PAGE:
Advanced Program

professor with student in lab with test tubes

As a result of your participation in the Peer Review of Teaching Project, now known as Faculty-Led Inquiry into Reflective and Scholarly Teaching (FIRST), do you have more questions about your students' learning that you would like to explore? The advanced program provides you the structure to further your inquiry into your teaching and your students’ learning.

The advanced program offers a space for continued conversations and written reflection about teaching and improving student learning. Specifically, the advanced program is designed to support faculty interested in developing a Scholarship of Teaching and Learning (SOTL) project. The advanced program seeks to provide you with the resources to develop manuscripts and/or presentations that have a reach beyond the University of Nebraska.

What is a SOTL project?

In comparison to the benchmark portfolio that you developed in the first-year program, a SOTL project can be thought of as more akin to an inquiry portfolio that focuses on answering a specific question or issue regarding teaching practices, course structures, and/or student learning over time (e.g., effectiveness of a semester project or impact of essay examinations on you students’ learning). As such, a key aspect is posing a question you want to answer about your teaching and/or students’ learning and then mapping out an assessment plan to be able to answer it.

How is the program structured?

The program is structured in a very similar way as the first-year program. Participants attend meetings and retreats where they are provided with guidance from the leadership team. The leadership team facilitates group conversations and guides your progress throughout the year. In addition, these leaders will be available to answer questions and offer advice to you as you develop your SOTL project. We offer structure and support in assisting with the approval for human participation research, methods and data analysis consulting, and identifying suitable outlets for work.

Is the advanced program like the first-year program?

Like the first-year program, the advanced program offers you structure, set-aside time, and guidance to develop your project. In contrast to the first-year program, the audience is broader for your advanced project with the goal of contributing to the scholarship of teaching and learning generally or within your specific field. If you participate in the fall-start program, then you must focus on a spring semester course; if you participate in the spring-start program, then you must focus on a fall semester course. In the first semester, you will define your project and then in the following semester when teaching the course, you will collect examples of student learning.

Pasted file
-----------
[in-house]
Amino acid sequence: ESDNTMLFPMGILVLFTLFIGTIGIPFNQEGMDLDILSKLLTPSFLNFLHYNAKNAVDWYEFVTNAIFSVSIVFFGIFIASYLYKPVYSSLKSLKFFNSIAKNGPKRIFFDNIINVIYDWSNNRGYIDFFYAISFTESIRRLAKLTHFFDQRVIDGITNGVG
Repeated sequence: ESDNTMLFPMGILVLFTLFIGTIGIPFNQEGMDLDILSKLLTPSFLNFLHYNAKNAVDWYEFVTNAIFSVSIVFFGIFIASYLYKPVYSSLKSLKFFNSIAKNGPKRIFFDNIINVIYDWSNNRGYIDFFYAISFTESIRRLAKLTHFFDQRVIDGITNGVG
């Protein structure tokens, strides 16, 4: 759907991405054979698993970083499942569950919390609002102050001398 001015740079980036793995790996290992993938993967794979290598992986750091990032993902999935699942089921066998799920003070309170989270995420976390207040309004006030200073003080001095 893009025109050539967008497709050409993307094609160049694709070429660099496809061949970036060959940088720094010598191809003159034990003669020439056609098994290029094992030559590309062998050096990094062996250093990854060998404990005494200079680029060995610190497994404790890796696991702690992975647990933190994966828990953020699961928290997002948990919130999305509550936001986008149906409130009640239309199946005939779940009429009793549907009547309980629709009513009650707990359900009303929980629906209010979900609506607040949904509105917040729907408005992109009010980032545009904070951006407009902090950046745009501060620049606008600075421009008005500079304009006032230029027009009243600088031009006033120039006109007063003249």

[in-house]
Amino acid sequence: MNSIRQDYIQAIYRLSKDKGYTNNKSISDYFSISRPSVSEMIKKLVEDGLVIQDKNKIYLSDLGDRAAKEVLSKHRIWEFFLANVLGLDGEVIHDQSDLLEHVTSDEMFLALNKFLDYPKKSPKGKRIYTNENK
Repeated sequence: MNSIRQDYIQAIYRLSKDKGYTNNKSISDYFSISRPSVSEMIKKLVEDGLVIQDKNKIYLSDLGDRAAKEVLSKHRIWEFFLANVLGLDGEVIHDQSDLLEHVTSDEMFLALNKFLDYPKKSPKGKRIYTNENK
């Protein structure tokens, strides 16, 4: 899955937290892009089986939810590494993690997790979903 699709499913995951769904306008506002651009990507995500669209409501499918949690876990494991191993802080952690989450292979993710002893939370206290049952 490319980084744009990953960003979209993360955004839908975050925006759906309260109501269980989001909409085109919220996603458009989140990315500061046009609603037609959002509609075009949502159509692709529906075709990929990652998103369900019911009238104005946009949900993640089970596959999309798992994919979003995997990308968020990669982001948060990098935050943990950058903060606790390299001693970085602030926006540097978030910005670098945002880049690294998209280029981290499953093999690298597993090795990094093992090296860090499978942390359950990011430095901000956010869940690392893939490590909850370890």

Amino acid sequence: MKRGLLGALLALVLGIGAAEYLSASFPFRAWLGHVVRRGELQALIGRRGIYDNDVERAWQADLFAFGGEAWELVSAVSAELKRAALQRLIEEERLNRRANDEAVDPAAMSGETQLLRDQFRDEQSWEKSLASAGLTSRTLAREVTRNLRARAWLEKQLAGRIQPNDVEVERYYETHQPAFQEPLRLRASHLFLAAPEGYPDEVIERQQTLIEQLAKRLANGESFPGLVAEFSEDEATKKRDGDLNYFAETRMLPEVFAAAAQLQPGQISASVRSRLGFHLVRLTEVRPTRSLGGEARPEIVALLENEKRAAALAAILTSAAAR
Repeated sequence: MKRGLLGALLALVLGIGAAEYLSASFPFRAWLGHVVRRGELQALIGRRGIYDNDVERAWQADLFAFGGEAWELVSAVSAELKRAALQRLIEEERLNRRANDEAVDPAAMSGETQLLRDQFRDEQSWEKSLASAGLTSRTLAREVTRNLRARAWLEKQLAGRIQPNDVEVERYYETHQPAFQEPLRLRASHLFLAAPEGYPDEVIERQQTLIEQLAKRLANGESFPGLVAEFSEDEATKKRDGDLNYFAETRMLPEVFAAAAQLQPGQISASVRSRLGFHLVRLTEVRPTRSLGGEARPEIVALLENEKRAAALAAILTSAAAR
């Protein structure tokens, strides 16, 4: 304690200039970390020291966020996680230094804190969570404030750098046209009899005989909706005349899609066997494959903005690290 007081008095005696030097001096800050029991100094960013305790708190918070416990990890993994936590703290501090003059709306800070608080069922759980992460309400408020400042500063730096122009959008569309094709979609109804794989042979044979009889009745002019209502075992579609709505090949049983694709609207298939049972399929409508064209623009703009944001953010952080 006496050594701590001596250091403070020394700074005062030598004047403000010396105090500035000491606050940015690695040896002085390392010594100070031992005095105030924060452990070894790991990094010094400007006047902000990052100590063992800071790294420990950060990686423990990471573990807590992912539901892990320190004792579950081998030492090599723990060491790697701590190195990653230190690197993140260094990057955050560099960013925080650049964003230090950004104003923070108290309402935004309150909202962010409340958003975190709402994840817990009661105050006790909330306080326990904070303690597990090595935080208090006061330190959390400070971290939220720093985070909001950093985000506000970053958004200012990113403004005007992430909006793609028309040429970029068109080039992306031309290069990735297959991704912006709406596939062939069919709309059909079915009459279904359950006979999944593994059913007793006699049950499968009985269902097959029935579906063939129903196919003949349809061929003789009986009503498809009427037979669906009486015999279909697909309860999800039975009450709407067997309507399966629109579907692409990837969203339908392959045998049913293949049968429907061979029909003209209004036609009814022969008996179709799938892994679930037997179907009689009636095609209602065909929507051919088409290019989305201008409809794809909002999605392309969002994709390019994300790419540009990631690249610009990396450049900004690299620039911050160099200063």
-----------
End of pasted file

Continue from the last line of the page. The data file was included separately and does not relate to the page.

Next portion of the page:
As an advanced participant, you will also be required to present your work in a poster session at the end-of-the-program retreat in May for the fall-start project and December for the spring-start project.

What financial support Is provided?

Upon successful completion of the program, you will receive a stipend of $500. Successfully completing the program involves attending the meetings, completing the assignments (including the poster session), and submitting your project as a presentation to a conference or for publication to a journal or as a book chapter.

When are the required meetings for the 2024 Spring-Start cohort?

  • Saturday, March 2 – 10:30 am to 12 pm 
  • Tuesday, May 21 – 11:00 am to 3:00 pm 
  • Friday, August 23  - 11:00 am to 1:00 pm
  • Saturday, October 26 - 11:00 am to 3:00 pm 
  • Tuesday, December 17 - 9:00 a.m. to 1:00 p.m.

To apply for the program, please complete this short questionnaire.

Space is extremely limited and preference for participation is given to faculty members who have not previously participated in the advanced program.

The deadline to apply for the 2024 Spring-Start cohort is February 9, 2024

The deadline to apply for the 2024 Fall-Start cohort will be in July 2024